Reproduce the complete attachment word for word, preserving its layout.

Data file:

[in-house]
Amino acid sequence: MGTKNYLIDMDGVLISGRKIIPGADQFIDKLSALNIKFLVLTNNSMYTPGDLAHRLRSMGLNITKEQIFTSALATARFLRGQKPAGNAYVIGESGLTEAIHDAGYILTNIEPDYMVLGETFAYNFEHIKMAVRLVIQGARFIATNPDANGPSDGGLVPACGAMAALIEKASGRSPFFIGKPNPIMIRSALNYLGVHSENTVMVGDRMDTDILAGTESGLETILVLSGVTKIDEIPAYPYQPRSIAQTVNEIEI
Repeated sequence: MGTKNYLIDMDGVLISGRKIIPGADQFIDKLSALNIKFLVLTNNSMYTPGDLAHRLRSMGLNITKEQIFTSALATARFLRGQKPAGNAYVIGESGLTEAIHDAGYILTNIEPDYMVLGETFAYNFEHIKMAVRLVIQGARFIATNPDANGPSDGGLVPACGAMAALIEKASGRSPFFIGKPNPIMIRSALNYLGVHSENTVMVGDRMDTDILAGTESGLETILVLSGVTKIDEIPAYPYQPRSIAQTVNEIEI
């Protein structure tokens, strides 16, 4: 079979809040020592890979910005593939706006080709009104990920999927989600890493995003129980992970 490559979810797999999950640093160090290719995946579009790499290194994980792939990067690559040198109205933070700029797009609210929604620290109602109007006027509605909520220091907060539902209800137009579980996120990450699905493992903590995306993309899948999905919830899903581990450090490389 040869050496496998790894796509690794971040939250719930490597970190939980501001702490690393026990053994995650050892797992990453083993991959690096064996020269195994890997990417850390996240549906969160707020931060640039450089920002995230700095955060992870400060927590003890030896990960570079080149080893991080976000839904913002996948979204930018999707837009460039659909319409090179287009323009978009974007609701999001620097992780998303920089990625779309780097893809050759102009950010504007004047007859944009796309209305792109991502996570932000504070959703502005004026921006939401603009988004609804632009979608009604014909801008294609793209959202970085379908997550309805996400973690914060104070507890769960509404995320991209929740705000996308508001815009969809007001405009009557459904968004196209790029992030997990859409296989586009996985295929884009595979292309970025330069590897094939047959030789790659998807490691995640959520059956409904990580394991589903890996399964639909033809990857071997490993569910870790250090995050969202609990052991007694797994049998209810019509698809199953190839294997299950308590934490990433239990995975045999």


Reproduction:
[in-house]
Amino acid sequence: MGTKNYLIDMDGVLISGRKIIPGADQFIDKLSALNIKFLVLTNNSMYTPGDLAHRLRSMGLNITKEQIFTSALATARFLRGQKPAGNAYVIGESGLTEAIHDAGYILTNIEPDYMVLGETFAYNFEHIKMAVRLVIQGARFIATNPDANGPSDGGLVPACGAMAALIEKASGRSPFFIGKPNPIMIRSALNYLGVHSENTVMVGDRMDTDILAGTESGLETILVLSGVTKIDEIPAYPYQPRSIAQTVNEIEI
Repeated sequence: MGTKNYLIDMDGVLISGRKIIPGADQFIDKLSALNIKFLVLTNNSMYTPGDLAHRLRSMGLNITKEQIFTSALATARFLRGQKPAGNAYVIGESGLTEAIHDAGYILTNIEPDYMVLGETFAYNFEHIKMAVRLVIQGARFIATNPDANGPSDGGLVPACGAMAALIEKASGRSPFFIGKPNPIMIRSALNYLGVHSENTVMVGDRMDTDILAGTESGLETILVLSGVTKIDEIPAYPYQPRSIAQTVNEIEI
């Protein structure tokens, strides 16, 4: 079979809040020592890979910005593939706006080709009104990920999927989600890493995003129980992970 490559979810797999999950640093160090290719995946579009790499290194994980792939990067690559040198109205933070700029797009609210929604620290109602109007006027509605909520220091907060539902209800137009579980996120990450699905493992903590995306993309899948999905919830899903581990450090490389 040869050496496998790894796509690794971040939250719930490597970190939980501001702490690393026990053994995650050892797992990453083993991959690096064996020269195994890997990417850390996240549906969160707020931060640039450089920002995230700095955060992870400060927590003890030896990960570079080149080893991080976000839904913002996948979204930018999707837009460039659909319409090179287009323009978009974007609701999001620097992780998303920089990625779309780097893809050759102009950010504007004047007859944009796309209305792109991502996570932000504070959703502005004026921006939401603009988004609804632009979608009604014909801008294609793209959202970085379908997550309805996400973690914060104070507890769960509404995320991209929740705000996308508001815009969809007001405009009557459904968004196209790029992030997990859409296989586009996985295929884009595979292309970025330069590897094939047959030789790659998807490691995640959520059956409904990580394991589903890996399964639909033809990857071997490993569910870790250090995050969202609990052991007694797994049998209810019509698809199953190839294997299950308590934490990433239990995975045999």